Academic journal article The Jewish Quarterly Review

The Rabbi and the Rebels: A Pamphlet on the Herem by Rabbi Isaac Aboab Da Fonseca

Academic journal article The Jewish Quarterly Review

The Rabbi and the Rebels: A Pamphlet on the Herem by Rabbi Isaac Aboab Da Fonseca

Article excerpt

(ProQuest: ... denotes non-USASCII text omitted.)

Widespread CHANGES in the role and conception of rabbinic authority, and the related development of new forms of communal organization, are among the defining characteristics of the early modem period in Jewish histoiy. Many have noted the creation of new, stronger, and more tightly organized Jewish communities with predominantly lay leadership across Europe.1 At the same time, the "professionalization" of the rabbinate and the "laicization" of Jewish society,2 combined with a steep decline in rabbinic authority in an intellectual and spiritual sense,3 adds up to an impression of a marginalized and disempowered rabbinate, doing the bidding of increasingly confident and powerful lay employers, as congregants turned to other sources of knowledge and leadership.

Lay control over the herem, or ban of excommunication, is sometimes seen as exemplary of this trend, and nowhere has the ban been more central to the historical understanding of a community than in the Spanish and Portuguese congregation of Amsterdam, from which Spinoza was banned. The herem was the main tool of the lay leadership council, called the Mahamad,* * * 4 as they tried to impose order on this rather unusual, fledgling community of former conversos and cosmopolitan merchants. The first Jewish immigrants to the city, around the turn of the seventeenth centuiy, sought a commercially advantageous locale in which they could openly practice Judaism after living for generations as Catholics under the Inquisition; Amsterdam fit the bill, though it had virtually no history of Jewish life. The newcomers built several separate congregations from scratch; these eventually merged in 1638 to form a single community. At that time, a set of bylaws established the procedures and powers of the new Mahamad and secondaiy authorities such as the salaried rabbis and various charitable associations. Despite its unique background, the community in some ways reflects trends typical of the early modem period in its move toward strong lay government, and in the relatively low institutional status of its rabbis.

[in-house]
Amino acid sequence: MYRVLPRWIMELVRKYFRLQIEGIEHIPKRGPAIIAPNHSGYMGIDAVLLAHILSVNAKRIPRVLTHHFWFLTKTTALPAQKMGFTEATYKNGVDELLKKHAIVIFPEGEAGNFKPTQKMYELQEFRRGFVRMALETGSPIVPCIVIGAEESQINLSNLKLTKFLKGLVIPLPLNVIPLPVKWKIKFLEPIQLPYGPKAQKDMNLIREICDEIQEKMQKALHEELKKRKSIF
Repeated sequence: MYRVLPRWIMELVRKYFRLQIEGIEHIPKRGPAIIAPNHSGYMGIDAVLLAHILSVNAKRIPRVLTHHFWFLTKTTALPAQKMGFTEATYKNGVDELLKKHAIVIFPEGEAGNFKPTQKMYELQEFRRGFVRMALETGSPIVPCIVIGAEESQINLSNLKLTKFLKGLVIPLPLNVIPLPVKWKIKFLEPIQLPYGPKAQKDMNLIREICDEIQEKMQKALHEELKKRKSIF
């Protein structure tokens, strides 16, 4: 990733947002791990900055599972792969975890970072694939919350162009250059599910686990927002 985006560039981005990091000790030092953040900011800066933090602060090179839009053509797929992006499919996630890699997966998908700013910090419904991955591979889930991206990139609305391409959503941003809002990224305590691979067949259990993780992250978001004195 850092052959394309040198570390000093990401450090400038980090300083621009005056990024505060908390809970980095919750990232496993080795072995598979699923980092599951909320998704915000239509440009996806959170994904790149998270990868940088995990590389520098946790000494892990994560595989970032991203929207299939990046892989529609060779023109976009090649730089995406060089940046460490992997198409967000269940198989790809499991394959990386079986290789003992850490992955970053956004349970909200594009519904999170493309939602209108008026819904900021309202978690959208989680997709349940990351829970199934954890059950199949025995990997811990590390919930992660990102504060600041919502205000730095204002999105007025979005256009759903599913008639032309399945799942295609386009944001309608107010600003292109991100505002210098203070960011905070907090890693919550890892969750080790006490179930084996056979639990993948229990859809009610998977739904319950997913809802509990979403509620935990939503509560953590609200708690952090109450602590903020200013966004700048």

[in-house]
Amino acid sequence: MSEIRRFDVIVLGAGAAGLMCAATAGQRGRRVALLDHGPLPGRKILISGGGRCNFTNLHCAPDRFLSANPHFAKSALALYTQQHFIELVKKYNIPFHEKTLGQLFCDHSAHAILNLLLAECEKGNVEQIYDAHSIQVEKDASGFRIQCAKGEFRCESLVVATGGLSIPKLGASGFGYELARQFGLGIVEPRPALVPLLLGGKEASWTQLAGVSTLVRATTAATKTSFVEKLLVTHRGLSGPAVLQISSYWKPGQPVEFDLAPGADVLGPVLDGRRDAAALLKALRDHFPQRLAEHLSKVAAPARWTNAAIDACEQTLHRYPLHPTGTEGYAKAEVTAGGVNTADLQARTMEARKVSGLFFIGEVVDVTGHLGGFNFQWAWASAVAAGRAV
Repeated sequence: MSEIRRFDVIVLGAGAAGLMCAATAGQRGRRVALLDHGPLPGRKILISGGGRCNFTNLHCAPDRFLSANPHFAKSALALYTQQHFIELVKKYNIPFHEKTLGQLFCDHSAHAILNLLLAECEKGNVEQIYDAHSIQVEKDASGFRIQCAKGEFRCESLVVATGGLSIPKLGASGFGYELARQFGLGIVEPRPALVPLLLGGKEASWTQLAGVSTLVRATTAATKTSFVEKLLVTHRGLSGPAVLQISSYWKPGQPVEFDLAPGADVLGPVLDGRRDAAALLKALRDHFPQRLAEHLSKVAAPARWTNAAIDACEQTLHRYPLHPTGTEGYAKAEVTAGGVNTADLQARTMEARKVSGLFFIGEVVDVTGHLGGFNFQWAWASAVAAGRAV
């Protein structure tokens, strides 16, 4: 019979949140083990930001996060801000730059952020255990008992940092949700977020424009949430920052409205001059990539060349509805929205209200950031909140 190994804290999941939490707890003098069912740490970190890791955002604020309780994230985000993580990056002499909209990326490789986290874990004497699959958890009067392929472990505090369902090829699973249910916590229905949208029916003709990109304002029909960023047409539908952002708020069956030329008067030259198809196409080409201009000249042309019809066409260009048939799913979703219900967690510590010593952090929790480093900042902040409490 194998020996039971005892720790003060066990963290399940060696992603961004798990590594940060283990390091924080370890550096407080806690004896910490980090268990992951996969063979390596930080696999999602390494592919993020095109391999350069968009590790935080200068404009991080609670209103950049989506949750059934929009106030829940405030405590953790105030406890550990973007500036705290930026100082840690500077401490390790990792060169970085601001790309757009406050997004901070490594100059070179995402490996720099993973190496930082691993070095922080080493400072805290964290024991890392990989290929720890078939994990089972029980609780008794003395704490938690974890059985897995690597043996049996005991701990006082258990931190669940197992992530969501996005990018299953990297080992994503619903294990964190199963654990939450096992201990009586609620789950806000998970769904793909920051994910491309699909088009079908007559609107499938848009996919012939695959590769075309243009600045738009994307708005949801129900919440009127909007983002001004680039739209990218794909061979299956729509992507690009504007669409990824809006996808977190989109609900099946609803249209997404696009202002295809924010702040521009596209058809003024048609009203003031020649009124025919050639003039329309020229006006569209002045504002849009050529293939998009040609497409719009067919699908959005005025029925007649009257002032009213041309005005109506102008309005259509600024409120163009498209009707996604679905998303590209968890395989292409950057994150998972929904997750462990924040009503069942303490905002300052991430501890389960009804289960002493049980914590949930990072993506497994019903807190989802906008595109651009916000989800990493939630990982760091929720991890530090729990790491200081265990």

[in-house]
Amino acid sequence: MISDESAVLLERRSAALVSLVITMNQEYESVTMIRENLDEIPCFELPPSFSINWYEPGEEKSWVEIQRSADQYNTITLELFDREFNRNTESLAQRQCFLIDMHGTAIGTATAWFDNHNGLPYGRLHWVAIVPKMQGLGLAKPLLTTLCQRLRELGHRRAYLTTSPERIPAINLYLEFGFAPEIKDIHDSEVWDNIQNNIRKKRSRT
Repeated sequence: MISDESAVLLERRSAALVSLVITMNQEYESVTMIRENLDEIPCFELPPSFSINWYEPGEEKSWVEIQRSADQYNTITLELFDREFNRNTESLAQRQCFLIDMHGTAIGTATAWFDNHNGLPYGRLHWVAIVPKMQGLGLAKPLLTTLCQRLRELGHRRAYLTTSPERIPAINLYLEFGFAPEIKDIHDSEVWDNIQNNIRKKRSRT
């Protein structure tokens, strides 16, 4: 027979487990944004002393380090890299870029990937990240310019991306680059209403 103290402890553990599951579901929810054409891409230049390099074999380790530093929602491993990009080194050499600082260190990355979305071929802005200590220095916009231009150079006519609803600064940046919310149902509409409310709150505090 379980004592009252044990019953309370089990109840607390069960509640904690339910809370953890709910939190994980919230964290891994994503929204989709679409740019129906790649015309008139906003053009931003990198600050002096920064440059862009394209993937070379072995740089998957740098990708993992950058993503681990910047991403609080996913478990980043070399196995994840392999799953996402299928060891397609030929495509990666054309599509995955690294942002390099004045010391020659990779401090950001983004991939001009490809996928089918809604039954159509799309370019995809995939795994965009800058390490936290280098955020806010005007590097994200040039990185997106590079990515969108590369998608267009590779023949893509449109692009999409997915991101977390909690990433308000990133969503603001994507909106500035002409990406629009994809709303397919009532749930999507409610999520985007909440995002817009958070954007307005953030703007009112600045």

A previously unnoticed text written by the head rabbi of this community, Isaac Aboab da Fonseca (1605-93), problematizes the narrative of rabbinic decline in interesting and counterintuitive ways. The work, a pamphlet urging communal members to respect the herem, bears the unwieldy title Exortaçad, paraque od temented do Senhor na obdervança dod preceitod de dua Sancta Ley, nao cayad em peccado por falta da conviniente inteligencia, or, "An Exhortation to God-Fearers who Observe the Holy Law That They Should Not Sin for Lack of Proper Information."5 The impassioned pleas for communal unity-and extensive rabbinic argumentationfound therein shed considerable light on the context of both communal affairs and lay-rabbinic relations in Amsterdam's Sephardi community. They help us better understand a series of conflicts that had disturbed the community for a decade prior to its publication.

In the Exhortation, Aboab responds to the claims of an unnamed group of rebels who argued in various ways that individuals or small groups could legally secede from the community, and that the rule of the Mahamad then held no jurisdiction over them. Their arguments, which must be reconstructed from Aboab's response, apparently complain of a lack of rabbinic oversight of the Mahamad, the lay leaders' noncompliance with certain communal bylaws, and generally debate how one ought to conceive of membership in the community-contractual or consensual. In response, Aboab presents a striking argument that the Mahamad's authority to govern was absolute and inviolable and could stand alone, requiring neither a rabbi nor anyone else to validate its ordinances.

As a rabbinic justification for exclusively lay communal governance - for the position of the pamphlet essentially cut Aboab himself out of the picture-Aboab's treatise may be seen as an extreme example of the marginalization, or at least formal subservience, of the early modem rabbi. …

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